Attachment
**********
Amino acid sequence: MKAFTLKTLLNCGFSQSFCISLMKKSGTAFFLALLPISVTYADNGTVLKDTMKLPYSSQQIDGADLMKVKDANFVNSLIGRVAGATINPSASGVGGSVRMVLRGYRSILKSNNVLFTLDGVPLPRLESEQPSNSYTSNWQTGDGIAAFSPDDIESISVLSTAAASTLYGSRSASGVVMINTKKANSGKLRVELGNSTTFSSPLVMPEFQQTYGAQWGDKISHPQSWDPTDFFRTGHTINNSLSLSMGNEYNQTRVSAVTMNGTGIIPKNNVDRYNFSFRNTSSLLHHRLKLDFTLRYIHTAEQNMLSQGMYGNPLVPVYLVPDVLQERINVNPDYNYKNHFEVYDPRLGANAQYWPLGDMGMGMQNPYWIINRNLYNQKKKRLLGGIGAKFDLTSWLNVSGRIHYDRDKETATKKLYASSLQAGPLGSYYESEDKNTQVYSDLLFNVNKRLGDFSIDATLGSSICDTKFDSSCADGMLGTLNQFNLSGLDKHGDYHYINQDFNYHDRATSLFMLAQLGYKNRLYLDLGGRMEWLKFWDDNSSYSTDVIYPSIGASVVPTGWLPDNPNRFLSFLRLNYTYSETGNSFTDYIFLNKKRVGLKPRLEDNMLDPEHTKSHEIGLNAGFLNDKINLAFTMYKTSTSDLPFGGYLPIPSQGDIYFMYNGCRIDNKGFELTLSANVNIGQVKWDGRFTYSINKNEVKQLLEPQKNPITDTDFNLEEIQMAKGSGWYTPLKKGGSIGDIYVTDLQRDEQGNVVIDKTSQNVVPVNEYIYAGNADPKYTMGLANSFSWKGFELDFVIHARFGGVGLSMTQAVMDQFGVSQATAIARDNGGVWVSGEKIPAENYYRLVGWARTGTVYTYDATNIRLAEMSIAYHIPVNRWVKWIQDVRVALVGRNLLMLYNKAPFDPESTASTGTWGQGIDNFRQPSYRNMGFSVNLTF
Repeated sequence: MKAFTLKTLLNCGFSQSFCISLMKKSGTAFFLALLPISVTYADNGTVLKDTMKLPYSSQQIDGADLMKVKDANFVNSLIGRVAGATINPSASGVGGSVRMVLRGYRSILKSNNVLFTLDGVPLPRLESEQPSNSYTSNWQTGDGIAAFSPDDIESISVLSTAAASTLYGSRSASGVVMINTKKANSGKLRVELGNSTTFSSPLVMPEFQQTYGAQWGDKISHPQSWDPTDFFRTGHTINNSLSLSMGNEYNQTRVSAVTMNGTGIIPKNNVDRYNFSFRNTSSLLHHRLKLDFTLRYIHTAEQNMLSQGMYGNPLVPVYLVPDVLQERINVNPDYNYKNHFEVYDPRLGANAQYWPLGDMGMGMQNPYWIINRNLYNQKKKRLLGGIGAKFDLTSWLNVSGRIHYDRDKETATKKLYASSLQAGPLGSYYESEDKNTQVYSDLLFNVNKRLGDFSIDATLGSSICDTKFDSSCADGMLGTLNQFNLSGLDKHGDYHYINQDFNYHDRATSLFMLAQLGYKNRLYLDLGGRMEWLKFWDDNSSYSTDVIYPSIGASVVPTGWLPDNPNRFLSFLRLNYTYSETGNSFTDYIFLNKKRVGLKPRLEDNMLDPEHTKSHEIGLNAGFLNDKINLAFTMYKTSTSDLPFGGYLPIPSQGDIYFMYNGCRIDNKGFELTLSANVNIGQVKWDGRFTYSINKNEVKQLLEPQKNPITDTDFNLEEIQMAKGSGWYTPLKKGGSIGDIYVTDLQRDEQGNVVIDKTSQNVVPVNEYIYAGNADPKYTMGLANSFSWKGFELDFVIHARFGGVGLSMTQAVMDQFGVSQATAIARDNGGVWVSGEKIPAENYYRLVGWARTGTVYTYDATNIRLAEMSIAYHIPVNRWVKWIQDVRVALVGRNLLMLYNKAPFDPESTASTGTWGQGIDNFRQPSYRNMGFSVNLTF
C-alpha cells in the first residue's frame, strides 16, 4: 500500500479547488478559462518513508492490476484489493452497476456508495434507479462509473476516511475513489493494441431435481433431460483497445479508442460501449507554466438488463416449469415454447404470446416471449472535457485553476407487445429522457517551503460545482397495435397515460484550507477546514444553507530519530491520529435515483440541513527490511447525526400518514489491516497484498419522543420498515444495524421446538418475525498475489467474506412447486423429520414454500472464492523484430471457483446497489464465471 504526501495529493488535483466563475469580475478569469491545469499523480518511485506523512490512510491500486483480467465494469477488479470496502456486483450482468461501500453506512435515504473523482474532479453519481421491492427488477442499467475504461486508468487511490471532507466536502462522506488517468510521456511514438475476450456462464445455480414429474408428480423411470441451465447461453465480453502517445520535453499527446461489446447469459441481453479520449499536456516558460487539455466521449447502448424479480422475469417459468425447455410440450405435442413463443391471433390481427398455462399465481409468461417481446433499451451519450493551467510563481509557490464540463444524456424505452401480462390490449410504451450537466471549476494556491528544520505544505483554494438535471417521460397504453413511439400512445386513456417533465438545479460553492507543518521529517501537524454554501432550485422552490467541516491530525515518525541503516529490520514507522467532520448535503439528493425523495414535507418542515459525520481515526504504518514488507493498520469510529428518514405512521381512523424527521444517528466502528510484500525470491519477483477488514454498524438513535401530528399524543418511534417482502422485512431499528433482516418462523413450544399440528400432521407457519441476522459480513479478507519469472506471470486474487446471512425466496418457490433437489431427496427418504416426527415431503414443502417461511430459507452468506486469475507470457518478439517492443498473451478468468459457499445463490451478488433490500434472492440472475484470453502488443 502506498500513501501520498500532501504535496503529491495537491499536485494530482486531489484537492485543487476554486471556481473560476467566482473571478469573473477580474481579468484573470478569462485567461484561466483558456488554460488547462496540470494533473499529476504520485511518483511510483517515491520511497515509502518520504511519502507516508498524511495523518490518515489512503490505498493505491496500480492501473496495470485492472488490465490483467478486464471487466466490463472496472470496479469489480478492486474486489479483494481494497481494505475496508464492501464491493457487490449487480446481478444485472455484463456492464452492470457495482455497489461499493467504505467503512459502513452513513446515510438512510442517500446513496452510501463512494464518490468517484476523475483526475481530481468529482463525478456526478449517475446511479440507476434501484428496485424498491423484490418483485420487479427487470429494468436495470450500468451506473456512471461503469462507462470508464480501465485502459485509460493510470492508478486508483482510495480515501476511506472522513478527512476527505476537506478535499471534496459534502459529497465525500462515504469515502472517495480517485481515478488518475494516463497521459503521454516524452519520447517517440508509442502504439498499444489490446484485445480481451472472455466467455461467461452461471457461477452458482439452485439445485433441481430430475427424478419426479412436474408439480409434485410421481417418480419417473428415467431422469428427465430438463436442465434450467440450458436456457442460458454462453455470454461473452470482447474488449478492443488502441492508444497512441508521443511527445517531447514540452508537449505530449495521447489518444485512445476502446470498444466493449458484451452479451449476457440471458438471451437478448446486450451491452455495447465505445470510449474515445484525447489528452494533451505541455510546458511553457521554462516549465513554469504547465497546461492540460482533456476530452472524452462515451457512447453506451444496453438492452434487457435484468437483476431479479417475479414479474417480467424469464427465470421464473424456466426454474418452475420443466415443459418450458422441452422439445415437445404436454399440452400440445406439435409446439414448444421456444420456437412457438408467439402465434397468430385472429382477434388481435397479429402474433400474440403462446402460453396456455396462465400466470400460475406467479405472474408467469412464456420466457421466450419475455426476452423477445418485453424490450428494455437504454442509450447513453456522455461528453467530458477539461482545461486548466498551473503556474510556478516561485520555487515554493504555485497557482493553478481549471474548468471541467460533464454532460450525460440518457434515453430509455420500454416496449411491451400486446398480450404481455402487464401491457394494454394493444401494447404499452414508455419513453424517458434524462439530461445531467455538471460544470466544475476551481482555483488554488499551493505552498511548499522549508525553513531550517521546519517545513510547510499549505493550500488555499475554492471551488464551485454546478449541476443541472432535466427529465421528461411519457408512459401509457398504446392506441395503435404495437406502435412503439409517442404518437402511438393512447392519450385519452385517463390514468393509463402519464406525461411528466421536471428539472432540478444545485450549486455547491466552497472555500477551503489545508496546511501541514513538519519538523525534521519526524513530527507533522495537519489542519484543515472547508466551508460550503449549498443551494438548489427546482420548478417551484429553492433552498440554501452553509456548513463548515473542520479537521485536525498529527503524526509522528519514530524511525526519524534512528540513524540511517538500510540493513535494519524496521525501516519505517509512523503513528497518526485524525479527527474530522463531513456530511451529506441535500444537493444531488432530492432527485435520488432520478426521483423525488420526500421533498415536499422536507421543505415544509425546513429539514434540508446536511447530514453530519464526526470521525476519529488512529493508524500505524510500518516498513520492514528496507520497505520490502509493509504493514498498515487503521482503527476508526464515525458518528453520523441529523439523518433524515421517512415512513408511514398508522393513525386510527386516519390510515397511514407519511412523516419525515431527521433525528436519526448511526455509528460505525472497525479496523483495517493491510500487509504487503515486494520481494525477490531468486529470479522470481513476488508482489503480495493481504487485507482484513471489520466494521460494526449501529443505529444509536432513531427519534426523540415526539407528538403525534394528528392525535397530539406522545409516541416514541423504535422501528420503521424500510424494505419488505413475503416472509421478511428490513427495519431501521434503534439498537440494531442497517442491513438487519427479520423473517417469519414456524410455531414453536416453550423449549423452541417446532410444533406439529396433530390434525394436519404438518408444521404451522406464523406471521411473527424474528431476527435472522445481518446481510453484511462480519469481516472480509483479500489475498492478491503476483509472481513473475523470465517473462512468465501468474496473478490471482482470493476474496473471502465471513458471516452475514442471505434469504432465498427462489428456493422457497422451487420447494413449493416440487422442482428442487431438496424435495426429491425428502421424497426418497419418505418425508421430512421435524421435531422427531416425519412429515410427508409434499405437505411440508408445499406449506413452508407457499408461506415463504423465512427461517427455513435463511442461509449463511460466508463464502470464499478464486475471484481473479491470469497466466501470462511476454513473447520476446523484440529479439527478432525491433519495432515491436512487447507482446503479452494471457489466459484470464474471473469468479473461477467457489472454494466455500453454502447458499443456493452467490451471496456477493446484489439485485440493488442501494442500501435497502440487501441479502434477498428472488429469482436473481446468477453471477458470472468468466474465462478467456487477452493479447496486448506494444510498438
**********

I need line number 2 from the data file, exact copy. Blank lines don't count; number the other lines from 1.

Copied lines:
Repeated sequence: MKAFTLKTLLNCGFSQSFCISLMKKSGTAFFLALLPISVTYADNGTVLKDTMKLPYSSQQIDGADLMKVKDANFVNSLIGRVAGATINPSASGVGGSVRMVLRGYRSILKSNNVLFTLDGVPLPRLESEQPSNSYTSNWQTGDGIAAFSPDDIESISVLSTAAASTLYGSRSASGVVMINTKKANSGKLRVELGNSTTFSSPLVMPEFQQTYGAQWGDKISHPQSWDPTDFFRTGHTINNSLSLSMGNEYNQTRVSAVTMNGTGIIPKNNVDRYNFSFRNTSSLLHHRLKLDFTLRYIHTAEQNMLSQGMYGNPLVPVYLVPDVLQERINVNPDYNYKNHFEVYDPRLGANAQYWPLGDMGMGMQNPYWIINRNLYNQKKKRLLGGIGAKFDLTSWLNVSGRIHYDRDKETATKKLYASSLQAGPLGSYYESEDKNTQVYSDLLFNVNKRLGDFSIDATLGSSICDTKFDSSCADGMLGTLNQFNLSGLDKHGDYHYINQDFNYHDRATSLFMLAQLGYKNRLYLDLGGRMEWLKFWDDNSSYSTDVIYPSIGASVVPTGWLPDNPNRFLSFLRLNYTYSETGNSFTDYIFLNKKRVGLKPRLEDNMLDPEHTKSHEIGLNAGFLNDKINLAFTMYKTSTSDLPFGGYLPIPSQGDIYFMYNGCRIDNKGFELTLSANVNIGQVKWDGRFTYSINKNEVKQLLEPQKNPITDTDFNLEEIQMAKGSGWYTPLKKGGSIGDIYVTDLQRDEQGNVVIDKTSQNVVPVNEYIYAGNADPKYTMGLANSFSWKGFELDFVIHARFGGVGLSMTQAVMDQFGVSQATAIARDNGGVWVSGEKIPAENYYRLVGWARTGTVYTYDATNIRLAEMSIAYHIPVNRWVKWIQDVRVALVGRNLLMLYNKAPFDPESTASTGTWGQGIDNFRQPSYRNMGFSVNLTF